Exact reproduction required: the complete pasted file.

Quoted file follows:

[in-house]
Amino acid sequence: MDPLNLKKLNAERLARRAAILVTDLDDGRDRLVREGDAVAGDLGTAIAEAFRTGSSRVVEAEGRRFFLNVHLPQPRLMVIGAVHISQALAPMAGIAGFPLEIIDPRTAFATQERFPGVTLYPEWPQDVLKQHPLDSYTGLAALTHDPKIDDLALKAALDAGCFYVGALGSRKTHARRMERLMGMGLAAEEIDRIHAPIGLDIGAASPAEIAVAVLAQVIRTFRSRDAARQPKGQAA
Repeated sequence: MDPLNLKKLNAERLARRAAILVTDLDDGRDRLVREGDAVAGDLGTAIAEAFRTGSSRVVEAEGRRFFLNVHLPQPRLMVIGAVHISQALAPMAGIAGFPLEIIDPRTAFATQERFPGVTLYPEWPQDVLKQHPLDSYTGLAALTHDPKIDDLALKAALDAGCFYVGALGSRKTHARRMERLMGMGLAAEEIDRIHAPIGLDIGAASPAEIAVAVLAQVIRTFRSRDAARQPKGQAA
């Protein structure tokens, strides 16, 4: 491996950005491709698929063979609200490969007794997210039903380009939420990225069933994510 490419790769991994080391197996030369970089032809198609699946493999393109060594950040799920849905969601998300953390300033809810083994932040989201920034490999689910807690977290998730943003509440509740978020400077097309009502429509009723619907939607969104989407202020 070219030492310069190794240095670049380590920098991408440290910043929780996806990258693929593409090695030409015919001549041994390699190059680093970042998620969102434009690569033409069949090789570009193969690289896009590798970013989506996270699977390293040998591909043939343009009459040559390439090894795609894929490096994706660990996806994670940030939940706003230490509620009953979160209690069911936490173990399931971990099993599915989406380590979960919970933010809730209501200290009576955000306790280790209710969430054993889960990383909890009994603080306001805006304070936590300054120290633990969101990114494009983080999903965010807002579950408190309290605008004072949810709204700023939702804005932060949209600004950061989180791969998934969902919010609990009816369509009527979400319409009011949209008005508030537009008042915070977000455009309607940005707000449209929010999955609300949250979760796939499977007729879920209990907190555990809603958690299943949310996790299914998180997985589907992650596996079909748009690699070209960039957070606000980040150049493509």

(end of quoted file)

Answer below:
[in-house]
Amino acid sequence: MDPLNLKKLNAERLARRAAILVTDLDDGRDRLVREGDAVAGDLGTAIAEAFRTGSSRVVEAEGRRFFLNVHLPQPRLMVIGAVHISQALAPMAGIAGFPLEIIDPRTAFATQERFPGVTLYPEWPQDVLKQHPLDSYTGLAALTHDPKIDDLALKAALDAGCFYVGALGSRKTHARRMERLMGMGLAAEEIDRIHAPIGLDIGAASPAEIAVAVLAQVIRTFRSRDAARQPKGQAA
Repeated sequence: MDPLNLKKLNAERLARRAAILVTDLDDGRDRLVREGDAVAGDLGTAIAEAFRTGSSRVVEAEGRRFFLNVHLPQPRLMVIGAVHISQALAPMAGIAGFPLEIIDPRTAFATQERFPGVTLYPEWPQDVLKQHPLDSYTGLAALTHDPKIDDLALKAALDAGCFYVGALGSRKTHARRMERLMGMGLAAEEIDRIHAPIGLDIGAASPAEIAVAVLAQVIRTFRSRDAARQPKGQAA
């Protein structure tokens, strides 16, 4: 491996950005491709698929063979609200490969007794997210039903380009939420990225069933994510 490419790769991994080391197996030369970089032809198609699946493999393109060594950040799920849905969601998300953390300033809810083994932040989201920034490999689910807690977290998730943003509440509740978020400077097309009502429509009723619907939607969104989407202020 070219030492310069190794240095670049380590920098991408440290910043929780996806990258693929593409090695030409015919001549041994390699190059680093970042998620969102434009690569033409069949090789570009193969690289896009590798970013989506996270699977390293040998591909043939343009009459040559390439090894795609894929490096994706660990996806994670940030939940706003230490509620009953979160209690069911936490173990399931971990099993599915989406380590979960919970933010809730209501200290009576955000306790280790209710969430054993889960990383909890009994603080306001805006304070936590300054120290633990969101990114494009983080999903965010807002579950408190309290605008004072949810709204700023939702804005932060949209600004950061989180791969998934969902919010609990009816369509009527979400319409009011949209008005508030537009008042915070977000455009309607940005707000449209929010999955609300949250979760796939499977007729879920209990907190555990809603958690299943949310996790299914998180997985589907992650596996079909748009690699070209960039957070606000980040150049493509």